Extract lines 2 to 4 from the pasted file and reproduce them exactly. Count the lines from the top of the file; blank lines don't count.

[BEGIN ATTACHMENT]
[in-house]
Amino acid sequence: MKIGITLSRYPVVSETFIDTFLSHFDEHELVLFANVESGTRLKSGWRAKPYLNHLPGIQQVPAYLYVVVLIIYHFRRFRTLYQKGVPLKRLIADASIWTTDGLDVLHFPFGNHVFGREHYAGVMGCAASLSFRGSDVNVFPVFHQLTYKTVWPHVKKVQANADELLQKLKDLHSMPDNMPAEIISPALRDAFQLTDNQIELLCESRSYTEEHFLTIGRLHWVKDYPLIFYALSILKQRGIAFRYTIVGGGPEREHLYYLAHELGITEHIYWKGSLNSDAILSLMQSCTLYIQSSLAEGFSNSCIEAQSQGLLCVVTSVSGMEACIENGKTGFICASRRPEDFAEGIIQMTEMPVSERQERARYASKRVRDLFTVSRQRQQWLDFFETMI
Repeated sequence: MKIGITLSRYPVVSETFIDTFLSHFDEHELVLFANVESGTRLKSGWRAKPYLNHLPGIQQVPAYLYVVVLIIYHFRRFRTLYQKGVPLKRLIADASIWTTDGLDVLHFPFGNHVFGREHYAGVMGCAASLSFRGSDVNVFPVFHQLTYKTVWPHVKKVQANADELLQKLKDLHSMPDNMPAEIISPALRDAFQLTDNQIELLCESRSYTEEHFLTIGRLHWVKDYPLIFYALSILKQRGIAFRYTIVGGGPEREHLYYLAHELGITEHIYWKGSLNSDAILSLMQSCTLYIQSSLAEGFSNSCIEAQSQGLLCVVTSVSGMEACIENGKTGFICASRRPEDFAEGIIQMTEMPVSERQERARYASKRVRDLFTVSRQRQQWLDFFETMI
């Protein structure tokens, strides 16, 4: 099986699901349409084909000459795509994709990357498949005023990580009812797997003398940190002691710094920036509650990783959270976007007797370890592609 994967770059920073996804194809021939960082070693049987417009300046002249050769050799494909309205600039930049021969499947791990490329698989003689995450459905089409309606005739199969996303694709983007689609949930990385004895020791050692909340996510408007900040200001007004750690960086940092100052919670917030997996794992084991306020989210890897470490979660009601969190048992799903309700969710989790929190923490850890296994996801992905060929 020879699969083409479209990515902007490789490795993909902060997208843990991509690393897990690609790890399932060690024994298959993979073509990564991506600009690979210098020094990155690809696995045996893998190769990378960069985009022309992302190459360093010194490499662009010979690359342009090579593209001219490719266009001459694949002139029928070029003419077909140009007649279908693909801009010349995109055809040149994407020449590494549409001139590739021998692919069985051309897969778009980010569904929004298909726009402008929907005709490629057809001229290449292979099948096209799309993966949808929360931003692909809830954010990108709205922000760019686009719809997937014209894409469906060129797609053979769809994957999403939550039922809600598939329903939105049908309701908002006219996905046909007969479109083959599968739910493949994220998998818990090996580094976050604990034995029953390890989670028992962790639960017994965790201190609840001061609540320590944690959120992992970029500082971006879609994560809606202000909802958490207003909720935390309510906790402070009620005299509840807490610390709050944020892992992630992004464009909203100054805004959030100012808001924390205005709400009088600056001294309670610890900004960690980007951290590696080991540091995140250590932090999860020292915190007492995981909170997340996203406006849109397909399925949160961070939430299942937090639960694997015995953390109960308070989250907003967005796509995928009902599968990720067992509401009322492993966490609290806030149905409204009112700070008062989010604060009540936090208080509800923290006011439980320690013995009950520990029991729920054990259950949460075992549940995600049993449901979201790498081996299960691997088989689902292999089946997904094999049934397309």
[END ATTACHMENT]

Amino acid sequence: MKIGITLSRYPVVSETFIDTFLSHFDEHELVLFANVESGTRLKSGWRAKPYLNHLPGIQQVPAYLYVVVLIIYHFRRFRTLYQKGVPLKRLIADASIWTTDGLDVLHFPFGNHVFGREHYAGVMGCAASLSFRGSDVNVFPVFHQLTYKTVWPHVKKVQANADELLQKLKDLHSMPDNMPAEIISPALRDAFQLTDNQIELLCESRSYTEEHFLTIGRLHWVKDYPLIFYALSILKQRGIAFRYTIVGGGPEREHLYYLAHELGITEHIYWKGSLNSDAILSLMQSCTLYIQSSLAEGFSNSCIEAQSQGLLCVVTSVSGMEACIENGKTGFICASRRPEDFAEGIIQMTEMPVSERQERARYASKRVRDLFTVSRQRQQWLDFFETMI
Repeated sequence: MKIGITLSRYPVVSETFIDTFLSHFDEHELVLFANVESGTRLKSGWRAKPYLNHLPGIQQVPAYLYVVVLIIYHFRRFRTLYQKGVPLKRLIADASIWTTDGLDVLHFPFGNHVFGREHYAGVMGCAASLSFRGSDVNVFPVFHQLTYKTVWPHVKKVQANADELLQKLKDLHSMPDNMPAEIISPALRDAFQLTDNQIELLCESRSYTEEHFLTIGRLHWVKDYPLIFYALSILKQRGIAFRYTIVGGGPEREHLYYLAHELGITEHIYWKGSLNSDAILSLMQSCTLYIQSSLAEGFSNSCIEAQSQGLLCVVTSVSGMEACIENGKTGFICASRRPEDFAEGIIQMTEMPVSERQERARYASKRVRDLFTVSRQRQQWLDFFETMI
């Protein structure tokens, strides 16, 4: 099986699901349409084909000459795509994709990357498949005023990580009812797997003398940190002691710094920036509650990783959270976007007797370890592609 994967770059920073996804194809021939960082070693049987417009300046002249050769050799494909309205600039930049021969499947791990490329698989003689995450459905089409309606005739199969996303694709983007689609949930990385004895020791050692909340996510408007900040200001007004750690960086940092100052919670917030997996794992084991306020989210890897470490979660009601969190048992799903309700969710989790929190923490850890296994996801992905060929 020879699969083409479209990515902007490789490795993909902060997208843990991509690393897990690609790890399932060690024994298959993979073509990564991506600009690979210098020094990155690809696995045996893998190769990378960069985009022309992302190459360093010194490499662009010979690359342009090579593209001219490719266009001459694949002139029928070029003419077909140009007649279908693909801009010349995109055809040149994407020449590494549409001139590739021998692919069985051309897969778009980010569904929004298909726009402008929907005709490629057809001229290449292979099948096209799309993966949808929360931003692909809830954010990108709205922000760019686009719809997937014209894409469906060129797609053979769809994957999403939550039922809600598939329903939105049908309701908002006219996905046909007969479109083959599968739910493949994220998998818990090996580094976050604990034995029953390890989670028992962790639960017994965790201190609840001061609540320590944690959120992992970029500082971006879609994560809606202000909802958490207003909720935390309510906790402070009620005299509840807490610390709050944020892992992630992004464009909203100054805004959030100012808001924390205005709400009088600056001294309670610890900004960690980007951290590696080991540091995140250590932090999860020292915190007492995981909170997340996203406006849109397909399925949160961070939430299942937090639960694997015995953390109960308070989250907003967005796509995928009902599968990720067992509401009322492993966490609290806030149905409204009112700070008062989010604060009540936090208080509800923290006011439980320690013995009950520990029991729920054990259950949460075992549940995600049993449901979201790498081996299960691997088989689902292999089946997904094999049934397309």